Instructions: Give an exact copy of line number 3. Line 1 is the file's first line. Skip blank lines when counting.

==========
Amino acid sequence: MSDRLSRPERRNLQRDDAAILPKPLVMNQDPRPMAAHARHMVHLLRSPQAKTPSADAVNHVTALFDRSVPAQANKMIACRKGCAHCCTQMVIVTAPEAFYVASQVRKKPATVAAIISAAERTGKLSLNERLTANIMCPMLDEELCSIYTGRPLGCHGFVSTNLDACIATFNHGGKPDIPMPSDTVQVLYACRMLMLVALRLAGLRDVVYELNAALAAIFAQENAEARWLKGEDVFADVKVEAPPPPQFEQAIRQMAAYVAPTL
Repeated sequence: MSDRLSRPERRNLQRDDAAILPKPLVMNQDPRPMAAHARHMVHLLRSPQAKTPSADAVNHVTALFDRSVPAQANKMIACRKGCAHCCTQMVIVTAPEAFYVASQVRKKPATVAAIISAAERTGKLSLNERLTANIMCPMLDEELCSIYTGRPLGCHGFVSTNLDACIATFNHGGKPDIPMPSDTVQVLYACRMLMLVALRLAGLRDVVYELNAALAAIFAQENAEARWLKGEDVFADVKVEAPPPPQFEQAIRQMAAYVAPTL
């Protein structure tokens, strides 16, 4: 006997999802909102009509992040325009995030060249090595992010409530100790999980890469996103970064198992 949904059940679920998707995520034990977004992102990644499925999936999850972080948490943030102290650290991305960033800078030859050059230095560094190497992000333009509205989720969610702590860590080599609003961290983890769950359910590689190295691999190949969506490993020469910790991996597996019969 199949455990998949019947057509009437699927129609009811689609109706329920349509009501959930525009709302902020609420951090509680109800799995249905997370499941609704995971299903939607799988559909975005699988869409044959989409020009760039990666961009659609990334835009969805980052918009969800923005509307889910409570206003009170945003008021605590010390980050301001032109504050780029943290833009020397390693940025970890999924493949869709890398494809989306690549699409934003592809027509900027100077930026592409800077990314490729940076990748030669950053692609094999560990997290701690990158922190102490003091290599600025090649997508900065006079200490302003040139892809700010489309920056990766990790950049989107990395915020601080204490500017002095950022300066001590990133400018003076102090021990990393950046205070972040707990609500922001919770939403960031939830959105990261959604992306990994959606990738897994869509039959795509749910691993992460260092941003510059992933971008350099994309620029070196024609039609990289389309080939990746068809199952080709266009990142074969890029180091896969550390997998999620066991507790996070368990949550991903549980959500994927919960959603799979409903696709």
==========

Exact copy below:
């Protein structure tokens, strides 16, 4: 006997999802909102009509992040325009995030060249090595992010409530100790999980890469996103970064198992 949904059940679920998707995520034990977004992102990644499925999936999850972080948490943030102290650290991305960033800078030859050059230095560094190497992000333009509205989720969610702590860590080599609003961290983890769950359910590689190295691999190949969506490993020469910790991996597996019969 199949455990998949019947057509009437699927129609009811689609109706329920349509009501959930525009709302902020609420951090509680109800799995249905997370499941609704995971299903939607799988559909975005699988869409044959989409020009760039990666961009659609990334835009969805980052918009969800923005509307889910409570206003009170945003008021605590010390980050301001032109504050780029943290833009020397390693940025970890999924493949869709890398494809989306690549699409934003592809027509900027100077930026592409800077990314490729940076990748030669950053692609094999560990997290701690990158922190102490003091290599600025090649997508900065006079200490302003040139892809700010489309920056990766990790950049989107990395915020601080204490500017002095950022300066001590990133400018003076102090021990990393950046205070972040707990609500922001919770939403960031939830959105990261959604992306990994959606990738897994869509039959795509749910691993992460260092941003510059992933971008350099994309620029070196024609039609990289389309080939990746068809199952080709266009990142074969890029180091896969550390997998999620066991507790996070368990949550991903549980959500994927919960959603799979409903696709």